${K}_{P}$ | entropy capacity at constant (electrical) polarisation |

${K}_{V}$ | entropy capacity at constant volume (isochoric entropy capacity) |

${K}_{V,N}$ | entropy capacity at constant volume and at a constant number of particles |

${\widehat{K}}_{V}$ | molar isochoric entropy capacity |

${K}_{\sigma}$ | entropy capacity at constant stress |

${K}_{\epsilon}$ | entropy capacity at constant strain |

N | amount of substance (number of particles), given in mol |

p | pressure |

P | (electrical) polarisation |

R | universal gas constant |

S | entropy |

T | absolute temperature |

V | volume |

x | integration variable in Debye model |

$zT$ | dimensionless thermoelectric figure of merit (see also f) |

$\gamma $ | molar isochoric entropy capacity of the electron gas (Sommerfeld coefficient) |

$\beta $ | factor in the Debye model (low-temperature limit) |

$\mathsf{\Delta}S$ | reaction entropy |

$\mathsf{\Delta}\widehat{S}$ | molar reaction entropy |

$\mathsf{\Delta}T$ | temperature difference |

$\epsilon $ | strain |

$\lambda $ | open-circuited specific “heat” conductivity |

$\mathsf{\Lambda}$ | open-circuited specific entropy conductivity |

${\nu}_{i}$ | stoichiometric coefficient of substance i |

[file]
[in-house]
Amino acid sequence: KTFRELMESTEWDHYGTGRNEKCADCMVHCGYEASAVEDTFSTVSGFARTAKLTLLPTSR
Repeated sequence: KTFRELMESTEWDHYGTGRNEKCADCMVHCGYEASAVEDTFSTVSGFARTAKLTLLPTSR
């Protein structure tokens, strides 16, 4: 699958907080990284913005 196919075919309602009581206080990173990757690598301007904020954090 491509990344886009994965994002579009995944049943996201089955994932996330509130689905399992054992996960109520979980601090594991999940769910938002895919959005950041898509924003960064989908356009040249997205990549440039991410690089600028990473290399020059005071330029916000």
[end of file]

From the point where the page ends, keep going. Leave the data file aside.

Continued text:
${\nu}_{j}$ | stoichiometric coefficient of substance j |

$\rho $ | density |

$\sigma $ | (mechanical) stress |

${\mathsf{\Theta}}_{\mathrm{D}}$ | Debye temperature |

## Appendix A. Entropy Capacity and “Heat Capacity” of Graphite and Diamond

#### Appendix A.1. “Heat Capacity” of Graphite and Diamond According to Vassiliev and Taldrik

**Figure A1.**Temperature dependence of the molar temperature coefficient of enthalpy ${\widehat{C}}_{p}$ of graphite and diamond and the molar temperature coefficient of energy ${\widehat{C}}_{V}$ according to the Dulong–Petit relationship (constant) of the classical ideal gas. ${\widehat{C}}_{p}$ values were calculated according to the multiparameter model of Vassiliev and Taldrik [35] (see Appendix A.3).

#### Appendix A.2. Entropy Capacity and “Heat Capacity” of Diamond

**Figure A2.**(

**a**) Molar entropy capacity of diamond (${\widehat{K}}_{p}$ ) according to the multiparameter model of Vassiliev and Taldrik [35] (see Appendix A.3), compared to the Debye model (${\widehat{K}}_{V}$) with two different Debye temperatures (1830 K [11] and 2240 K [38]). The low-temperature Debye model and Dulong–Petit relationship are also displayed. (

**b**) Molar temperature coefficient of enthalpy ${\widehat{C}}_{p}$ of diamond according to the multiparameter model by Vassiliev and Taldrik [35] (see Appendix A.3), compared to the Debye model (${\widehat{C}}_{V}$) with two different Debye temperatures (1830 K [11] and 2240 K [38]). The low-temperature Debye model and Dulong–Petit relationship are also displayed.

#### Appendix A.3. Multiparameter Modelling of the Entropy Capacity and “Heat Capacity” of Graphite and Diamond